The second vital component to the “West Coast” school of prolotherapy is the integration of manual therapy into the Prolotherapy session prior to injection. As a board certified Osteopathic Physician, Dr. Attaman applies hands on Osteopathic Manipulative Medicine of the structures in poor alignment immediately prior to Prolotherapy. This is particularly important when performing Prolotherapy in the spine to ensure normal “alignment” prior to injection.
This detailed pre-operative biomechanical assessment of the patient’s kinetic chain and pre-operative manipulative medicine is unique to the “West Coast” school of Prolotherapy and not an integral part of the form of Prolotherapy taught by Drs. Hemwall and Hackett. It is Dr. Attaman’s experience that the “West Coast” school of prolotherapy is much more efficacious.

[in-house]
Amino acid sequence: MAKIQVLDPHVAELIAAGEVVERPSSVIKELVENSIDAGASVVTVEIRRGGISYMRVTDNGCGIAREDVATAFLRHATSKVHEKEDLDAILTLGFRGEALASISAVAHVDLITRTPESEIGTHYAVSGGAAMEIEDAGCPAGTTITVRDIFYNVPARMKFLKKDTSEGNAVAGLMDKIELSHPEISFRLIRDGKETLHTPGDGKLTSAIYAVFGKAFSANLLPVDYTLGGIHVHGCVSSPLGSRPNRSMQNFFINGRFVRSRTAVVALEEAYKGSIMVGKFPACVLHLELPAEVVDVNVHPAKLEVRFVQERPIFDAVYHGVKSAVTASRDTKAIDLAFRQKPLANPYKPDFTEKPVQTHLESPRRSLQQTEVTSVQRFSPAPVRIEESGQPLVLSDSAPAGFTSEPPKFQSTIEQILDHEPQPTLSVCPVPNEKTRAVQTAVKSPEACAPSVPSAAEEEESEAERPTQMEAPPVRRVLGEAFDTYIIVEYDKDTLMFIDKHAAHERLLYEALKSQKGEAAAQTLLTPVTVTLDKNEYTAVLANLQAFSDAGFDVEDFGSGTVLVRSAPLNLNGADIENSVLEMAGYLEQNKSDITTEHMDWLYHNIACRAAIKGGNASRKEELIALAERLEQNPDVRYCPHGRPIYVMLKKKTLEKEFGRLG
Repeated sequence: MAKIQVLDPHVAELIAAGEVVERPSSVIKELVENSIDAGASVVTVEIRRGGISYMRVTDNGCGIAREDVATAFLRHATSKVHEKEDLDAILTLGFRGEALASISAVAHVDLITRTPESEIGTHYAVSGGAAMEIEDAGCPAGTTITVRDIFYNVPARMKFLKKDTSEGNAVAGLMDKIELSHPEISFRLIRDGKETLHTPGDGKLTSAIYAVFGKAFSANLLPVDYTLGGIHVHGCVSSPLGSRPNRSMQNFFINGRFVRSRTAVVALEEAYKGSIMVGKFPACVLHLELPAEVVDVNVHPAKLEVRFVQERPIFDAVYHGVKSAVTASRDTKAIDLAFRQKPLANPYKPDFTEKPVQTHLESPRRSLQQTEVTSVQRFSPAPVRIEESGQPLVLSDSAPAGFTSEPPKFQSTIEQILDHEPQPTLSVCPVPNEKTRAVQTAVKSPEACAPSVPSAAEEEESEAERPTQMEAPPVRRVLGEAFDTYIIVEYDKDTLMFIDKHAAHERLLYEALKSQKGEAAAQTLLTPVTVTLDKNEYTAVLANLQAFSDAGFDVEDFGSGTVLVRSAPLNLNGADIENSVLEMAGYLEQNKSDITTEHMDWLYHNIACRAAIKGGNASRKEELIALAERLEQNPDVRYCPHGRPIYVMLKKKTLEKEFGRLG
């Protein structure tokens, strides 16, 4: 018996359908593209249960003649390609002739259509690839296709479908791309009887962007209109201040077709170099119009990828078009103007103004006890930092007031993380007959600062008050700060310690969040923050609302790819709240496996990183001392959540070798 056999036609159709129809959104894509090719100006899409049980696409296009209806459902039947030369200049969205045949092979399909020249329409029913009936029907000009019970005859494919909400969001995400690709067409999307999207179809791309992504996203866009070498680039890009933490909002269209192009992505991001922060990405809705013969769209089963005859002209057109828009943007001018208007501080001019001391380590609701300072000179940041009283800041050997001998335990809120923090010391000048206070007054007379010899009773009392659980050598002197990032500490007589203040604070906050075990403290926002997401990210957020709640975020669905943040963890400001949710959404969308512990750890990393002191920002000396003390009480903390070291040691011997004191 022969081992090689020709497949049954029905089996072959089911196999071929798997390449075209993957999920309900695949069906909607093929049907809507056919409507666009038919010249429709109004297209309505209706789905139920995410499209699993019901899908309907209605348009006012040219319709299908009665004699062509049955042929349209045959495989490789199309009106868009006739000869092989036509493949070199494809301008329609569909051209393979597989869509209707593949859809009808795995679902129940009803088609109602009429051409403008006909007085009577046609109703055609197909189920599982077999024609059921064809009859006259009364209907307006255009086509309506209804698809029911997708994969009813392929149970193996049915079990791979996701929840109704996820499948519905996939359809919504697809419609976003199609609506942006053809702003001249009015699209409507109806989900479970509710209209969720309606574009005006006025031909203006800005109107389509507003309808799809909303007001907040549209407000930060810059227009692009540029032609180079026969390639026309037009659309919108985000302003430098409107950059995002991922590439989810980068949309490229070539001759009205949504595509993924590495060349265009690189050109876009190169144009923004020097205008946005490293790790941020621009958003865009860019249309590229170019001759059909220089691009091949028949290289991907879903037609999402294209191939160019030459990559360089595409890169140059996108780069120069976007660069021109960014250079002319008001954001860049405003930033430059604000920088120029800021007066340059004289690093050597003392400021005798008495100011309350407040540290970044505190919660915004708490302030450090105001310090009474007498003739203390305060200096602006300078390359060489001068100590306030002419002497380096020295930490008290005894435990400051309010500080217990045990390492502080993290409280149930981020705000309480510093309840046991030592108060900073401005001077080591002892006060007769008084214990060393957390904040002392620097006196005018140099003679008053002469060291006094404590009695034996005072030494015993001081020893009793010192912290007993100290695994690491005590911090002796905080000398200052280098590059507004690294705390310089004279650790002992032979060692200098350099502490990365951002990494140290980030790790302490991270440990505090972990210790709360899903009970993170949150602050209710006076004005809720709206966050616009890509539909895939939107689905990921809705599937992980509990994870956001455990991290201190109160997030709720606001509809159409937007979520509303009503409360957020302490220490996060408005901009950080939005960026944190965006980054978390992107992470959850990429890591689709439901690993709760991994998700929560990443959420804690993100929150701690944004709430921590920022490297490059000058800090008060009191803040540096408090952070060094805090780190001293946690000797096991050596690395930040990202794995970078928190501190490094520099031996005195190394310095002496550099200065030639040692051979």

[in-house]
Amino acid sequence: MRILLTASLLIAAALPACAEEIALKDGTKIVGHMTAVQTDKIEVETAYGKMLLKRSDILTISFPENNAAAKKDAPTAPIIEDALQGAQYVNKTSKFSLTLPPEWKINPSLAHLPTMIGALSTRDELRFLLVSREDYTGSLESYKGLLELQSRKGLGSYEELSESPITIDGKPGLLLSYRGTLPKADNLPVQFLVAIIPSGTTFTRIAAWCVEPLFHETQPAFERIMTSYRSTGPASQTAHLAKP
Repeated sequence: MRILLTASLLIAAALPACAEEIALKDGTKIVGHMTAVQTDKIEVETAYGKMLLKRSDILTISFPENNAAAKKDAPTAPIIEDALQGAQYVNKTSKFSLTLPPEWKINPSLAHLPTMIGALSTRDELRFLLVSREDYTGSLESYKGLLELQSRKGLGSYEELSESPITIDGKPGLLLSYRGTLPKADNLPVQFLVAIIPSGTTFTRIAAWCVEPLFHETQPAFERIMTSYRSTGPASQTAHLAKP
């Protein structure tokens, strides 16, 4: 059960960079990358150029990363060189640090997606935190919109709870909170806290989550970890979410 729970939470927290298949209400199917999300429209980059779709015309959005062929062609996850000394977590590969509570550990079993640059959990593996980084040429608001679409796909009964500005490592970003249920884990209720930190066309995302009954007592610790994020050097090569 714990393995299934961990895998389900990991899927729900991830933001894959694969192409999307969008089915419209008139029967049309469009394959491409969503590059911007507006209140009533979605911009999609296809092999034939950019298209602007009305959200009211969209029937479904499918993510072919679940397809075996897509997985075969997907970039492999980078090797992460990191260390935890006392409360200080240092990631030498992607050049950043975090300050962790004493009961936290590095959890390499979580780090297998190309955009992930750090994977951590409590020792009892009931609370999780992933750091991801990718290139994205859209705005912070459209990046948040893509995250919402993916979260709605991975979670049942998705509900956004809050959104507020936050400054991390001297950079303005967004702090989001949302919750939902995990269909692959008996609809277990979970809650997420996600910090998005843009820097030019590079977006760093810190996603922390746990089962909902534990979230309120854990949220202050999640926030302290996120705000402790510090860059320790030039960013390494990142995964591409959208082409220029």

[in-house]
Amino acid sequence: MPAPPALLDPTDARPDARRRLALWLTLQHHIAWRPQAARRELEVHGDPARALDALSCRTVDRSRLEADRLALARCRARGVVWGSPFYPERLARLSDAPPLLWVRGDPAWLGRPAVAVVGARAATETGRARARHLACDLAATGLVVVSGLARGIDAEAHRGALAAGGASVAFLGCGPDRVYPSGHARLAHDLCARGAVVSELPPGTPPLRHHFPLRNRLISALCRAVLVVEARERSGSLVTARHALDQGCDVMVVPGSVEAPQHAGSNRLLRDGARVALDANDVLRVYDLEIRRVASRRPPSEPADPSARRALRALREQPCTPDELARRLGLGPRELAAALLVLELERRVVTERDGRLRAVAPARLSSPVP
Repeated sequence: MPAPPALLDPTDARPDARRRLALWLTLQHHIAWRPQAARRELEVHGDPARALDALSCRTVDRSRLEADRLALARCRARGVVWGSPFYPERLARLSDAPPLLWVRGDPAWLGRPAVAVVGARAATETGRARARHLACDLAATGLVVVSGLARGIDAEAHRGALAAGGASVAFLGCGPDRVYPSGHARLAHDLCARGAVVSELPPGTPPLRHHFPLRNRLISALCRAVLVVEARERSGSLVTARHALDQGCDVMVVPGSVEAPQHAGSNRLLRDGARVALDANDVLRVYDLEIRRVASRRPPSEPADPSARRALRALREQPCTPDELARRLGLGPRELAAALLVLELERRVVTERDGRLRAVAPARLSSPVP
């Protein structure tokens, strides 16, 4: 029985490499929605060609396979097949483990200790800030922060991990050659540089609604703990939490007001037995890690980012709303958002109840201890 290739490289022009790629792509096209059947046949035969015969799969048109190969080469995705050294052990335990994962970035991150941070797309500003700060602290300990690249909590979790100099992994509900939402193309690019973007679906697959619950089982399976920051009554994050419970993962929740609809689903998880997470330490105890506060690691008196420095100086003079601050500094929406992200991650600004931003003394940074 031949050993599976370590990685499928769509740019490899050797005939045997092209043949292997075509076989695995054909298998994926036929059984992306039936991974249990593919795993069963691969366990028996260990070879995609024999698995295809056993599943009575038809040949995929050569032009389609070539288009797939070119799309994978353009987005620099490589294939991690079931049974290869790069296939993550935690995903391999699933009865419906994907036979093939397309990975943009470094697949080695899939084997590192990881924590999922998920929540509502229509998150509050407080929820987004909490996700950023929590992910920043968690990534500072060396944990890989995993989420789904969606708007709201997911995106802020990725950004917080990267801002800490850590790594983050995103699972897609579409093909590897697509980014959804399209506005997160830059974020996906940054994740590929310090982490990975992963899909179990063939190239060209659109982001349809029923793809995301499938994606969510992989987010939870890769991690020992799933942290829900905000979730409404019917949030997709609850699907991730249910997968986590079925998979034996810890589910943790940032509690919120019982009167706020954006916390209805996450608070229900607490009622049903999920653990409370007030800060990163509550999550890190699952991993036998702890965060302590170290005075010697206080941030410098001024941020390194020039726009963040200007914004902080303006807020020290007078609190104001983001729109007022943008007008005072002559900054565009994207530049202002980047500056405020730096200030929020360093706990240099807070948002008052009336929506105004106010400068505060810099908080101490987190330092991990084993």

How It Works
This attracts cells that specialize in repairing damaged tissue. These cells include fibroblasts, which create the collagen used to strengthen and rebuild any damaged tissue.
Prolotherapy patients are able to go home the same day, and should avoid taking any anti-inflammatory pain medications (aspirin, ibuprofen and naproxen). Full recovery from inflammation usually occurs within one week of the procedure. Additional treatments may be required to ensure complete healing of the injured tissues.